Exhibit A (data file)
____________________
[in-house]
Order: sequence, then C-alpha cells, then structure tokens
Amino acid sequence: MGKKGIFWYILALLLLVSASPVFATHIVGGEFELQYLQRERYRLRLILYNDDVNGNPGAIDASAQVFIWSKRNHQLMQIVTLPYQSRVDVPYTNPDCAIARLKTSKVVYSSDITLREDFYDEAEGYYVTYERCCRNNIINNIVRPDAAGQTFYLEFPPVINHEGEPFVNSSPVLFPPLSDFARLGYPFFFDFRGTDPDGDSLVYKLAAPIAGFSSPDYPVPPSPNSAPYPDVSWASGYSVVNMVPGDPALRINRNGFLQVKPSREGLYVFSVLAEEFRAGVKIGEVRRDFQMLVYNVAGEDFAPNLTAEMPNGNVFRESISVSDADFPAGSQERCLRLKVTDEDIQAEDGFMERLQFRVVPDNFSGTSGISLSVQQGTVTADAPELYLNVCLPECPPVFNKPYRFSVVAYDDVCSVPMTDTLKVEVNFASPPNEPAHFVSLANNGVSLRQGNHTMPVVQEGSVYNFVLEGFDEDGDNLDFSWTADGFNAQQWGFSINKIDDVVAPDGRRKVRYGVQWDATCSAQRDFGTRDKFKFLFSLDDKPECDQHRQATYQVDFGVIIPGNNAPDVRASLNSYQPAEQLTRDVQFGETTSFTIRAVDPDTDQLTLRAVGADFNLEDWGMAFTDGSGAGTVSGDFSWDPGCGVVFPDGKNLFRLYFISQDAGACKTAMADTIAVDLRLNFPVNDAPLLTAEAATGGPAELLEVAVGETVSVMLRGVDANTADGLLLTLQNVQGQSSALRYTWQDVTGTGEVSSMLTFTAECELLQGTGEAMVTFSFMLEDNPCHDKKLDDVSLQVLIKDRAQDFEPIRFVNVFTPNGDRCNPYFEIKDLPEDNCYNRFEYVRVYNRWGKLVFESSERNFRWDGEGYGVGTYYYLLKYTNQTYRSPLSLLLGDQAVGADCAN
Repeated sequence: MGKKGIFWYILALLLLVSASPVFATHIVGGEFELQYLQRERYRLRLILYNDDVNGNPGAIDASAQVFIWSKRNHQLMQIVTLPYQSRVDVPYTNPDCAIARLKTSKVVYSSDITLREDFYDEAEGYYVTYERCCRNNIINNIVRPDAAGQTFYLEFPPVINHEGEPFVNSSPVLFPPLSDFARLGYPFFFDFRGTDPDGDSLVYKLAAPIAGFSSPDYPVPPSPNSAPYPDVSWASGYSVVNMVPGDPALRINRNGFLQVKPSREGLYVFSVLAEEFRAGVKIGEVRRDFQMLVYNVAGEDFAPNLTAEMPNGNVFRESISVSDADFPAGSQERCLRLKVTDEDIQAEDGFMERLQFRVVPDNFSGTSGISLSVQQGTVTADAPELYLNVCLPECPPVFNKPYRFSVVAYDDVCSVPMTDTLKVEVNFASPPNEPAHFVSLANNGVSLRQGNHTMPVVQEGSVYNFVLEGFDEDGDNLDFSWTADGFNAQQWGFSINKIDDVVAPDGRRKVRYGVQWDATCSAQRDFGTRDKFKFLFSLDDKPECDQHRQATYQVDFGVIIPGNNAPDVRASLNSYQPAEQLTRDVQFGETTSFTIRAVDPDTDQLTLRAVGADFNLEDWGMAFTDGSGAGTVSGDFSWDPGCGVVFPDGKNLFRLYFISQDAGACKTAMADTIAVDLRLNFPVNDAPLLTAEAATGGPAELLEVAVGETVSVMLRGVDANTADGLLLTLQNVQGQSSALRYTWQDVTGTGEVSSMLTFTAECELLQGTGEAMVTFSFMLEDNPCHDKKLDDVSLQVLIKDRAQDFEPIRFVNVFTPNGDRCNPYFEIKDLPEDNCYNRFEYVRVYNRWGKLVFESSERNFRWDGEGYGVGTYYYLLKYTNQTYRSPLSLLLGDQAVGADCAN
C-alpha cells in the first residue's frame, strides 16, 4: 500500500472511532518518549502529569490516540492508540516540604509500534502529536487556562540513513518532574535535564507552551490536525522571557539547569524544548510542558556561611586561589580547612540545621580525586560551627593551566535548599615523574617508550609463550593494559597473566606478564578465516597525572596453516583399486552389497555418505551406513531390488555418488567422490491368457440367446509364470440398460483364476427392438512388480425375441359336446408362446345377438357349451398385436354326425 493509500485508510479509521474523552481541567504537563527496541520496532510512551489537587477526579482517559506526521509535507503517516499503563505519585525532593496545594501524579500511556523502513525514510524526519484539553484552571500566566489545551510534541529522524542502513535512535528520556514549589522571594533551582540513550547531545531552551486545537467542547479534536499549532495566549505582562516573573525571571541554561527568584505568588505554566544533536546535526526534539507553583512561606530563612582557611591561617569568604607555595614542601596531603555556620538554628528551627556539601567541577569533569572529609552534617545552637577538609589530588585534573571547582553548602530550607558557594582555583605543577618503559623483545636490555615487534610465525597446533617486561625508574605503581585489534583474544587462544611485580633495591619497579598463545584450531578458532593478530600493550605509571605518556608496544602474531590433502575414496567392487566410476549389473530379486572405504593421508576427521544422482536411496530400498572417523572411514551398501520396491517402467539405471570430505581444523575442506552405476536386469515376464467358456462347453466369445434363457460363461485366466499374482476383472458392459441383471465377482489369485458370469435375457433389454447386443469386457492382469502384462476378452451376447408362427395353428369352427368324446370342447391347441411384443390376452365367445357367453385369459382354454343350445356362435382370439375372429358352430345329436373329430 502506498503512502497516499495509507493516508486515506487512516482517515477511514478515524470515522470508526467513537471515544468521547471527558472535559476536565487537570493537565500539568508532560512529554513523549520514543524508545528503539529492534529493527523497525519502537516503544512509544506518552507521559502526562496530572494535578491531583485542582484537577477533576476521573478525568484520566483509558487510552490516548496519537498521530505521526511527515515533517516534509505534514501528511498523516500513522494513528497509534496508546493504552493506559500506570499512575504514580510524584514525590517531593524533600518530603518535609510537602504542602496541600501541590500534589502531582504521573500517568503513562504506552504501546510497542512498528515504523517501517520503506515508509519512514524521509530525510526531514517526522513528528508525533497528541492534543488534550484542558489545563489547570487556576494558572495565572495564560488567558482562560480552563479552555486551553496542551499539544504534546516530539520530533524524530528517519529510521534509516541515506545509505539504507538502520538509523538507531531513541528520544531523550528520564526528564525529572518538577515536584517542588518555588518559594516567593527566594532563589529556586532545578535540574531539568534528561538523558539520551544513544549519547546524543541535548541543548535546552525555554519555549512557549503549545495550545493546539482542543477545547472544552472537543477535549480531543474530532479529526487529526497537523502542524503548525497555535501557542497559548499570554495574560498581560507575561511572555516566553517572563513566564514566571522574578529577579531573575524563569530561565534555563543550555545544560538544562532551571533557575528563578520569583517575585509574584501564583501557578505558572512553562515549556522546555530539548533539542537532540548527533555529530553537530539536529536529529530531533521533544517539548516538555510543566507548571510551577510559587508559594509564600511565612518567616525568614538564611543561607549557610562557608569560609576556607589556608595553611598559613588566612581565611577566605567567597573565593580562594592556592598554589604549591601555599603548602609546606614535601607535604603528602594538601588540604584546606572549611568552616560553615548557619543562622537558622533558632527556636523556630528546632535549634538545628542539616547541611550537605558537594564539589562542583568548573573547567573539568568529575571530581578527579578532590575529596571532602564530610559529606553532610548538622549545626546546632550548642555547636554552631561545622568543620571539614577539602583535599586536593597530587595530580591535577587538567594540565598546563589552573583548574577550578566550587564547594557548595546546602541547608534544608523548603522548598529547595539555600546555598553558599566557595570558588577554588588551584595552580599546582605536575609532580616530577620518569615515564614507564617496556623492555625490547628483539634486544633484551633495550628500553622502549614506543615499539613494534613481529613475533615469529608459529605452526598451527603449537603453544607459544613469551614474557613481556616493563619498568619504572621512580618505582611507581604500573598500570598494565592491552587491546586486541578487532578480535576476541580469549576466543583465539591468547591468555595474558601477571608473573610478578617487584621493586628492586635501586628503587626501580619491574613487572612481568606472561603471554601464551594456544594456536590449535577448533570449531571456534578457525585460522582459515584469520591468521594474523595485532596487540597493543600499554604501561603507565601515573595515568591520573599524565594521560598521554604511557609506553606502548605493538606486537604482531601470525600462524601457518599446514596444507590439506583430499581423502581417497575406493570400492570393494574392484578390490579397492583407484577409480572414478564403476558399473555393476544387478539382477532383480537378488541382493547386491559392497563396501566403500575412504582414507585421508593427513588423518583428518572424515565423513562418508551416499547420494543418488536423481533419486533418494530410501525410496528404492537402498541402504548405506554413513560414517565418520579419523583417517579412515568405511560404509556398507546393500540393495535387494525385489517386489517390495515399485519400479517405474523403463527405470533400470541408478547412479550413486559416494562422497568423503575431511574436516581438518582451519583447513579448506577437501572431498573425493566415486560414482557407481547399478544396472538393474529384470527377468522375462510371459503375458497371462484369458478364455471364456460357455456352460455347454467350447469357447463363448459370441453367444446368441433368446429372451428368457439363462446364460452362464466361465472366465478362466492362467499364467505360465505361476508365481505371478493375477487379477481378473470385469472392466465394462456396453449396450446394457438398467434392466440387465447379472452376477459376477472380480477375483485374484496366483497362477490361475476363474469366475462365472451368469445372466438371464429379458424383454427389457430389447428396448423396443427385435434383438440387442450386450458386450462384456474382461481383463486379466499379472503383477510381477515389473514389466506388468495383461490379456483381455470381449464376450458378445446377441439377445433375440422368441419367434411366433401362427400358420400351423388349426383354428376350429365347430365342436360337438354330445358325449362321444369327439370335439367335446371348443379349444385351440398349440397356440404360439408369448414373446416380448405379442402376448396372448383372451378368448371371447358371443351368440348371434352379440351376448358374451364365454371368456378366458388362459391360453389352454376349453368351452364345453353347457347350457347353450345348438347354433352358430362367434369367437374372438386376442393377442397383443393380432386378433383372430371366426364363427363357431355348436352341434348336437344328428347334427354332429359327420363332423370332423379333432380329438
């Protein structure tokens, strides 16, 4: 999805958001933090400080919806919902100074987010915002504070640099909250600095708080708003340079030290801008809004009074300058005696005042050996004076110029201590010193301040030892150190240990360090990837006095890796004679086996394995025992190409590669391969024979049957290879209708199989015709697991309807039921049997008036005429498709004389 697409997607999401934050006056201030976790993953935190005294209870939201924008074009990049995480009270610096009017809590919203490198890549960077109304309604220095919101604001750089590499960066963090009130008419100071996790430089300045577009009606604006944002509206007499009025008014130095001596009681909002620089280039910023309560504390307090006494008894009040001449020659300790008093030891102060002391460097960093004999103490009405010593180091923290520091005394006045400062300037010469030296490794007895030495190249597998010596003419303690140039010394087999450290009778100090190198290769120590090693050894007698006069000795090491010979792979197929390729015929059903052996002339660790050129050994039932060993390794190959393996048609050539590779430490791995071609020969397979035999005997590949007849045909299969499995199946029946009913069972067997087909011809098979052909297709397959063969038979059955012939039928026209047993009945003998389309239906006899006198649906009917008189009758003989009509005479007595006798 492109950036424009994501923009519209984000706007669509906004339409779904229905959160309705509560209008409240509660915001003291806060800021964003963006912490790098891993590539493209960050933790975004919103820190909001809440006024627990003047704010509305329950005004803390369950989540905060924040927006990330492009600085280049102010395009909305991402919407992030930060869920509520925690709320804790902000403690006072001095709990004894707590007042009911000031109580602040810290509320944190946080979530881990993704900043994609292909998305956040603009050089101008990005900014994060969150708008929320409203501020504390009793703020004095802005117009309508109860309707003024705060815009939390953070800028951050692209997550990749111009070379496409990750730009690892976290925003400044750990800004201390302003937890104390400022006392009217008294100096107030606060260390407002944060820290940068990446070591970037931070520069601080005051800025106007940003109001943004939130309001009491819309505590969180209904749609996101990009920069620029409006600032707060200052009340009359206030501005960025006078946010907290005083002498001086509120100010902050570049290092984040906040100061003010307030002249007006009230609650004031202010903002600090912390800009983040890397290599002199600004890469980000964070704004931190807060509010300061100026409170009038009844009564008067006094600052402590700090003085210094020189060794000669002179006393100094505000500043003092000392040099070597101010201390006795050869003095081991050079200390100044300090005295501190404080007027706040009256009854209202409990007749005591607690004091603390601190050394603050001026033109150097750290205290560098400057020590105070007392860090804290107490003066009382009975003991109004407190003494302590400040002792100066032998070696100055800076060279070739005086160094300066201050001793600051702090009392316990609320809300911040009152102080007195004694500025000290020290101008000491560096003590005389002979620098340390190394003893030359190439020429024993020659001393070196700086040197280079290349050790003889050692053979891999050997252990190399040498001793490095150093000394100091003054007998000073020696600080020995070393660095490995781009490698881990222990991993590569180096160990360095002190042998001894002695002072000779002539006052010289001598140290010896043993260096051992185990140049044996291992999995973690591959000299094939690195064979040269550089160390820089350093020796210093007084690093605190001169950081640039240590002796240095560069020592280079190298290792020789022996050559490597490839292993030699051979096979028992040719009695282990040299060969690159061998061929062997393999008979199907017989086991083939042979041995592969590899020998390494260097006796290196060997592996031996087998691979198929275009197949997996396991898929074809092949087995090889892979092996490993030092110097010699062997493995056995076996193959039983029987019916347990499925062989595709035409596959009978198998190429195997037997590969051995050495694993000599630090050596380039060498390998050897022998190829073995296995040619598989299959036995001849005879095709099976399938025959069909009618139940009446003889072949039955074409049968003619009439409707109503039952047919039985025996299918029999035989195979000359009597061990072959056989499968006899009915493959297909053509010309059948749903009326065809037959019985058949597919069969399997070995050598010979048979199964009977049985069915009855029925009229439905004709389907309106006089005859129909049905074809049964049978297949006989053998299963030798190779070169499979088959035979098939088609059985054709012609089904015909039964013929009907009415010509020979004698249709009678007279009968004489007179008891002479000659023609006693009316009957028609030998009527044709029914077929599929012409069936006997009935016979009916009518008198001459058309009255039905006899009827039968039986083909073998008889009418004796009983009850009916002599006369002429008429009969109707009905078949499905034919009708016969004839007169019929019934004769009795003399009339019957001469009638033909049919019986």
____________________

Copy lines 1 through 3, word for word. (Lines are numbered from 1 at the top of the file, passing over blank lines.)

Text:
[in-house]
Order: sequence, then C-alpha cells, then structure tokens
Amino acid sequence: MGKKGIFWYILALLLLVSASPVFATHIVGGEFELQYLQRERYRLRLILYNDDVNGNPGAIDASAQVFIWSKRNHQLMQIVTLPYQSRVDVPYTNPDCAIARLKTSKVVYSSDITLREDFYDEAEGYYVTYERCCRNNIINNIVRPDAAGQTFYLEFPPVINHEGEPFVNSSPVLFPPLSDFARLGYPFFFDFRGTDPDGDSLVYKLAAPIAGFSSPDYPVPPSPNSAPYPDVSWASGYSVVNMVPGDPALRINRNGFLQVKPSREGLYVFSVLAEEFRAGVKIGEVRRDFQMLVYNVAGEDFAPNLTAEMPNGNVFRESISVSDADFPAGSQERCLRLKVTDEDIQAEDGFMERLQFRVVPDNFSGTSGISLSVQQGTVTADAPELYLNVCLPECPPVFNKPYRFSVVAYDDVCSVPMTDTLKVEVNFASPPNEPAHFVSLANNGVSLRQGNHTMPVVQEGSVYNFVLEGFDEDGDNLDFSWTADGFNAQQWGFSINKIDDVVAPDGRRKVRYGVQWDATCSAQRDFGTRDKFKFLFSLDDKPECDQHRQATYQVDFGVIIPGNNAPDVRASLNSYQPAEQLTRDVQFGETTSFTIRAVDPDTDQLTLRAVGADFNLEDWGMAFTDGSGAGTVSGDFSWDPGCGVVFPDGKNLFRLYFISQDAGACKTAMADTIAVDLRLNFPVNDAPLLTAEAATGGPAELLEVAVGETVSVMLRGVDANTADGLLLTLQNVQGQSSALRYTWQDVTGTGEVSSMLTFTAECELLQGTGEAMVTFSFMLEDNPCHDKKLDDVSLQVLIKDRAQDFEPIRFVNVFTPNGDRCNPYFEIKDLPEDNCYNRFEYVRVYNRWGKLVFESSERNFRWDGEGYGVGTYYYLLKYTNQTYRSPLSLLLGDQAVGADCAN